AHA Report: Regulatory Burdens Cost Hospitals $39 Billion Annually
November 13, 2017
A recent American Hospital Association (AHA) report quantifies the impact of regulatory burden on our nation’s hospitals and post-acute care facilities. The report, Regulatory Overload, details the cost to providers of complying with an ever-changing array of new and existing regulations that don’t improve patient care, but increase the cost of care.
The AHA and Manatt Health analyzed 341 hospital requirements and 288 post-acute care requirements from four federal agencies across nine domains. They were able to identify that hospitals, health systems, and post-acute care providers spend almost $39 billion each year on administrative functions related to compliance with these regulations.
An average-size community hospital spends more than $7 million a year to support federal regulation compliance.
The four federal agencies responsible for 629 regulatory requirements are:
- The Centers for Medicare & Medicaid Services (CMS)
- The Office of Inspector General
- The Office of Civil Rights
- The Office of the National Coordinator for Health Information Technology
The nine domains reviewed in the report include:
- Post-acute care
- Meaningful use of electronic health records
- Fraud and abuse
- Quality reporting
- Privacy and security
- Conditions of participation
- Value-based payment models
- Program integrity
- Billing and coverage verification requirements
According to the report, the average-size hospital dedicates 59 full-time equivalents (FTE) to regulatory compliance, with more than 25 percent of the FTEs being patient care providers, including doctors and nurses.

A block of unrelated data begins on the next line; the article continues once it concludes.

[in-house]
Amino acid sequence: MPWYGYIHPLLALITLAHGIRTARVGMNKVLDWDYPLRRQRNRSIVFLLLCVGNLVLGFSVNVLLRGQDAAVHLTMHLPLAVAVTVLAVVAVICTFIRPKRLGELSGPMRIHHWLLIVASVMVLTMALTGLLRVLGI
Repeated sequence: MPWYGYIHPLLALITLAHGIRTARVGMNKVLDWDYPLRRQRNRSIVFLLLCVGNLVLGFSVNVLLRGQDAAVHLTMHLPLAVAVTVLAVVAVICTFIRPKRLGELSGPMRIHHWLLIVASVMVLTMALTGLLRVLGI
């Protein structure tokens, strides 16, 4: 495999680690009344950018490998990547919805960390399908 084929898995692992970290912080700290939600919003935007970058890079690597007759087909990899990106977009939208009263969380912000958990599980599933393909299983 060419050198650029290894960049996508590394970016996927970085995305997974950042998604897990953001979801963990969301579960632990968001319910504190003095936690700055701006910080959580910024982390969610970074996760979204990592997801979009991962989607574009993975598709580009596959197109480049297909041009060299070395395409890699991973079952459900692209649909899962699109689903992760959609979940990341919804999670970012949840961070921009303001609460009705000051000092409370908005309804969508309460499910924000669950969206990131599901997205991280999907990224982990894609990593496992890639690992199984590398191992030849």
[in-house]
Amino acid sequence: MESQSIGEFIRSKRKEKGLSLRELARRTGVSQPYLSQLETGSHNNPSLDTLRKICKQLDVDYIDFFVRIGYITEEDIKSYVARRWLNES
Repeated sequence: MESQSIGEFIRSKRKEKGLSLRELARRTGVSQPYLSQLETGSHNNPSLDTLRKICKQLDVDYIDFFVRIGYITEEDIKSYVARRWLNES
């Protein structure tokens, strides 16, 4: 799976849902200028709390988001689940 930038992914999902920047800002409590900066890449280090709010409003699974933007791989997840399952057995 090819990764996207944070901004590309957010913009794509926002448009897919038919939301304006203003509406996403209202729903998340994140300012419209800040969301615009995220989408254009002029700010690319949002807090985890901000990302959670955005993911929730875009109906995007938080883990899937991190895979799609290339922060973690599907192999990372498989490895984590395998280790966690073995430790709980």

The report identifies the frequency and pace of regulation changes as a costly challenge when maintaining compliance.
A September blog by HAP President and CEO Andy Carter outlined Pennsylvania hospitals’ concerns with regard to “red tape” and presented a wish list for modernized and simplified administrative reporting.
In addition, HAP earlier this month reported that CMS Administrator Seema Verma announced a new national initiative to reduce the administrative burden on providers. The new initiative, Meaningful Measures, “…will involve only assessing those core issues that are the most vital to providing high-quality care and improving patient outcomes.”
HAP and its member hospitals and health systems continue to advocate for the reduction in unnecessary regulatory burden to allow for a greater focus on providing high-quality patient care and expanding a focus on population health initiatives toward keeping communities healthier.
For more information about the AHA report, contact Kate Routledge, HAP’s senior director, compliance.